What tips have you discovered that have helped your kids move toward more independent learning?

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Kris Bales is a newly-retired homeschool mom and the quirky, Christ-following, painfully honest founder (and former owner) of Weird, Unsocialized Homeschoolers. She has a pretty serious addiction to sweet tea and Words with Friends. Kris and her husband of over 30 years are parents to three amazing homeschool grads. They share their home with three dogs, two cats, a ball python, a bearded dragon, and seven birds.

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  1. this has been a struggle for us, simply because my daughter is so strong willed, she spends her day seeing what she can get away with. we recently started a weekly passport. I think I may add an incentive feature! Thanks for the tips!

  2. Thanks for posting this. I'm trying to work toward my girls working more independently, all in baby steps. Your dreams are my dreams, too. I'm going to take a look at your incentive program as well as the mini-office idea.

  3. Ahhh yes! So glad my daughter is already in that phase. So much so that I am more of a distraction to her sometimes. 😉

  4. Hi Kris! I have an unrelated question. Next year I am planning to do an American History curriculum with my (then) 9th grade son. I am very interested in the IEW US History supplement Vol. 1 and 2, but read that getting the Structure and Style materials (with dvds) would be necessary. As you have mentioned in your posts, I am reluctant to pay $50 for each history supplement AND buy the Structure and Style dvd package (expensive) when I don't know much about it. However the reviews are so excellent that I really want to utilitize it. I am also unsure if I will need to start him on the Structure and Style assignments BEFORE we do the history supplements. In other words, I am confused. Can you give me any insight into this?

    Thank you for any advice you can give!


  5. Hi, Nicole. I honestly have no idea because we've not used any of the supplements, having started with the TWSS/SWI combo. I would strongly encourage you to join IEW's Yahoo group (it's linked on their website) and ask your question there. Jill, who moderates the email group, is a wealth of information and I know she could give you excellent advice.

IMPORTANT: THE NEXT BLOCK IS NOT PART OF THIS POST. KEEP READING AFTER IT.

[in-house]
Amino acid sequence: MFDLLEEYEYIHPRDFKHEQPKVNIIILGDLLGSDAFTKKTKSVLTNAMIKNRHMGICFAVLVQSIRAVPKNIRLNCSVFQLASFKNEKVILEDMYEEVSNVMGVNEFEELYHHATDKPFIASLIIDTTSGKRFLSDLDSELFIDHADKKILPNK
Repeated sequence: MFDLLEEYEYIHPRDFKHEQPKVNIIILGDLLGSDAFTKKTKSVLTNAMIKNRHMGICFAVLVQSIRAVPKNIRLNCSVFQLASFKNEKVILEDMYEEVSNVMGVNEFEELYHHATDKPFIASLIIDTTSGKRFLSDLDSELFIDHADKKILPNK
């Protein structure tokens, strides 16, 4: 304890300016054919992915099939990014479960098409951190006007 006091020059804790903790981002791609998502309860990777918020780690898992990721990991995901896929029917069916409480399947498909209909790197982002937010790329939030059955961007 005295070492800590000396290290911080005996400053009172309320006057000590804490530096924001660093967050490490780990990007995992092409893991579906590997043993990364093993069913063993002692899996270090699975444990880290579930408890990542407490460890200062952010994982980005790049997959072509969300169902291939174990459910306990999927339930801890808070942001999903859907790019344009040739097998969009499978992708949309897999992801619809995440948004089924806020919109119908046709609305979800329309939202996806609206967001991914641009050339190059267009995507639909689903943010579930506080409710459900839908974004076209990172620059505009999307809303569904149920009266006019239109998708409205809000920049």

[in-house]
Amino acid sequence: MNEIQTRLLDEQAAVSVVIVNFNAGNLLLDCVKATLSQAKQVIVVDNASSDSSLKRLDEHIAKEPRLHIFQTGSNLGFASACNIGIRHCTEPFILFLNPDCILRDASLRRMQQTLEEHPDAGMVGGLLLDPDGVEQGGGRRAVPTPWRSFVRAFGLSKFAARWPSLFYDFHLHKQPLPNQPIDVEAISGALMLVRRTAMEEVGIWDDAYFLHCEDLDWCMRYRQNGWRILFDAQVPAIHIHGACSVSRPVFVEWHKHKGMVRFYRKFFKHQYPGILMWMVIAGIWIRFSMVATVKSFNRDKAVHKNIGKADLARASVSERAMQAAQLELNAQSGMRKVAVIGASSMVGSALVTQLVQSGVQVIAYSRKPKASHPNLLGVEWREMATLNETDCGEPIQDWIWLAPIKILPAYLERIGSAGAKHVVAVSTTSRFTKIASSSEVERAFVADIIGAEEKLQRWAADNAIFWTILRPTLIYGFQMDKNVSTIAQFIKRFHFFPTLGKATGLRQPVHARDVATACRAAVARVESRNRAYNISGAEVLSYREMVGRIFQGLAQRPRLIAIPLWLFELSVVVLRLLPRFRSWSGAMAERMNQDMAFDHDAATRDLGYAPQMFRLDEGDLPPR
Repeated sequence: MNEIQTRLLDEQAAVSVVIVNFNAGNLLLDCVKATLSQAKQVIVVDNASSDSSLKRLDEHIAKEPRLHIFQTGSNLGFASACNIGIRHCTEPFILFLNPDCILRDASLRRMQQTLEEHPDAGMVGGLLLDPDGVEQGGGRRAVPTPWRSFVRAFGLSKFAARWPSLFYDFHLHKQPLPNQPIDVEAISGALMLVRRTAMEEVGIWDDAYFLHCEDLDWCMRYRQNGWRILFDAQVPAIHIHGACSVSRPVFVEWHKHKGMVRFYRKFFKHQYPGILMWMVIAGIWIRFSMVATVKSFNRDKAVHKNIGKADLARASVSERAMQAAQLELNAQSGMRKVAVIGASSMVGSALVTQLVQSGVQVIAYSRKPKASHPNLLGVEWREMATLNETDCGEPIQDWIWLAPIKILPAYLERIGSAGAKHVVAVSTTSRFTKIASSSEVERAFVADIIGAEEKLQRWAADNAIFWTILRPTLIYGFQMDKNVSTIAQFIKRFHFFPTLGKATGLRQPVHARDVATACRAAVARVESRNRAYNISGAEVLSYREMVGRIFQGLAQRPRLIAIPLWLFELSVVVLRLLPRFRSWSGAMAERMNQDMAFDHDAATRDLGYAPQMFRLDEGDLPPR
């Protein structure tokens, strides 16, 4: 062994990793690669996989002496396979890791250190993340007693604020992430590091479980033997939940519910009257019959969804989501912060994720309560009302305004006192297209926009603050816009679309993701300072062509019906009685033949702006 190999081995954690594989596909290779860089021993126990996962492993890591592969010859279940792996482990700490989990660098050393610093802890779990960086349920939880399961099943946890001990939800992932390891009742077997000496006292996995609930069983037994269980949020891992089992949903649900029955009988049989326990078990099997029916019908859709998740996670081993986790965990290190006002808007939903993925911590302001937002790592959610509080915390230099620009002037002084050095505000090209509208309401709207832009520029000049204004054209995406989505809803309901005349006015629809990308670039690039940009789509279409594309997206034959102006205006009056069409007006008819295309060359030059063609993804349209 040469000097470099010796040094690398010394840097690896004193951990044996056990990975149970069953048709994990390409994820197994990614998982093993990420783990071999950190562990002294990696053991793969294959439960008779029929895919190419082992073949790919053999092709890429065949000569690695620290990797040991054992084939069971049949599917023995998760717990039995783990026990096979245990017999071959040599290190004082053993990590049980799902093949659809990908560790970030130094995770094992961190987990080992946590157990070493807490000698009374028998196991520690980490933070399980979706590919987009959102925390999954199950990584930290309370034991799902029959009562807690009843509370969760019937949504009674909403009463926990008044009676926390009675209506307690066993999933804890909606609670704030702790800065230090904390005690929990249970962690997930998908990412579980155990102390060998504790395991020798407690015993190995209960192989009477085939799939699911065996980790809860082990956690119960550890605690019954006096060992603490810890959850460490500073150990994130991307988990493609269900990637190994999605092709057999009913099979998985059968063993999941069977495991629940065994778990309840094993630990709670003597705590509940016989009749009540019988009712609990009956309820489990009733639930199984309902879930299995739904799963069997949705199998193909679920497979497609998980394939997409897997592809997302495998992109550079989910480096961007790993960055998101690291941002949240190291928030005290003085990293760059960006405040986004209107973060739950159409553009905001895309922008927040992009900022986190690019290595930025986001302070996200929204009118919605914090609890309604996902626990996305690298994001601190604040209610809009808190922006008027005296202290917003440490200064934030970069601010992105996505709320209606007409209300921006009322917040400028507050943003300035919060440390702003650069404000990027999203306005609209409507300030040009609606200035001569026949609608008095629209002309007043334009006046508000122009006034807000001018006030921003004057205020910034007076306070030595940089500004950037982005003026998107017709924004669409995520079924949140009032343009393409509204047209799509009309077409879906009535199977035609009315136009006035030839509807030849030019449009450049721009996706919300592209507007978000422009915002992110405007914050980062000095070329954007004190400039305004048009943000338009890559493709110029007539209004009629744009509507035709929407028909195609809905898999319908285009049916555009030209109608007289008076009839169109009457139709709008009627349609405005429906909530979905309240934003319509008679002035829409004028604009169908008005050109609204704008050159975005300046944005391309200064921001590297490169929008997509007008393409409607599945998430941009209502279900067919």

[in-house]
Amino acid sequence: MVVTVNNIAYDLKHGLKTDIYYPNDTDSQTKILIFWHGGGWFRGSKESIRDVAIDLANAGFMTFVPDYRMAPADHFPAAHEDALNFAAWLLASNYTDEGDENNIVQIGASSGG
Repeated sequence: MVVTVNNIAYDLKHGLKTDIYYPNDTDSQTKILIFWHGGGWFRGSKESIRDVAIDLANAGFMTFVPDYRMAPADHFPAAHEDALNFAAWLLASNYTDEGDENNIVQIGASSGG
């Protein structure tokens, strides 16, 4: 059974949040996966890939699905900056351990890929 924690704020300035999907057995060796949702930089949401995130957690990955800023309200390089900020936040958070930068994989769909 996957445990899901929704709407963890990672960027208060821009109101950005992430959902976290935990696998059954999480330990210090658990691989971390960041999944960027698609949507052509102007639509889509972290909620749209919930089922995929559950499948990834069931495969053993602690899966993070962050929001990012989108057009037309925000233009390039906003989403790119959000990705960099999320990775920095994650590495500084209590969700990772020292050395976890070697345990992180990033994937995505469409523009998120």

6. Kris,

    Great tips! All of my children do chunks of their work independently – my 8th grader does almost everything independently and joins us for history. Workboxes helped more than anything to make my boys more independent. As well, making things as easy as possible for them to work independently helps as well (as you mentioned). Reference books, extra pencils, ANYTHING they will need should be readily available to them. I think it also helps for them to know that you are there to help if needed. If I'm not working independently with one of my kids, I'm usually buzzing about getting laundry in or fixing food so I'm readily available if needed.


  7. Really great tips! I often think that there's no way I'm ever going to have independent workers. But, then again, they are already doing a lot more on their own than they were even a year ago. I guess we just need to keep chugging along and encouraging it.

  8. Great post and ideas. I'm trying to get my three oldest working more independently so I can spend more time working with my younger ones. I also liked your mini-office ideas(I followed your link). I think these would be much better for things they need to refer too quickly when working than the notebooks we've been using. I'm going to get some in the works and see how this helps.

  9. I took a different approach to how to use my free time as my kids got older and started to work independently. When my oldest four were 18,17,14 and twelve, we fostered, then adopted a sibling group ages 9,3,2 and newborn. Ha, ha. So much for time for my projects. Beginning the journey all over again.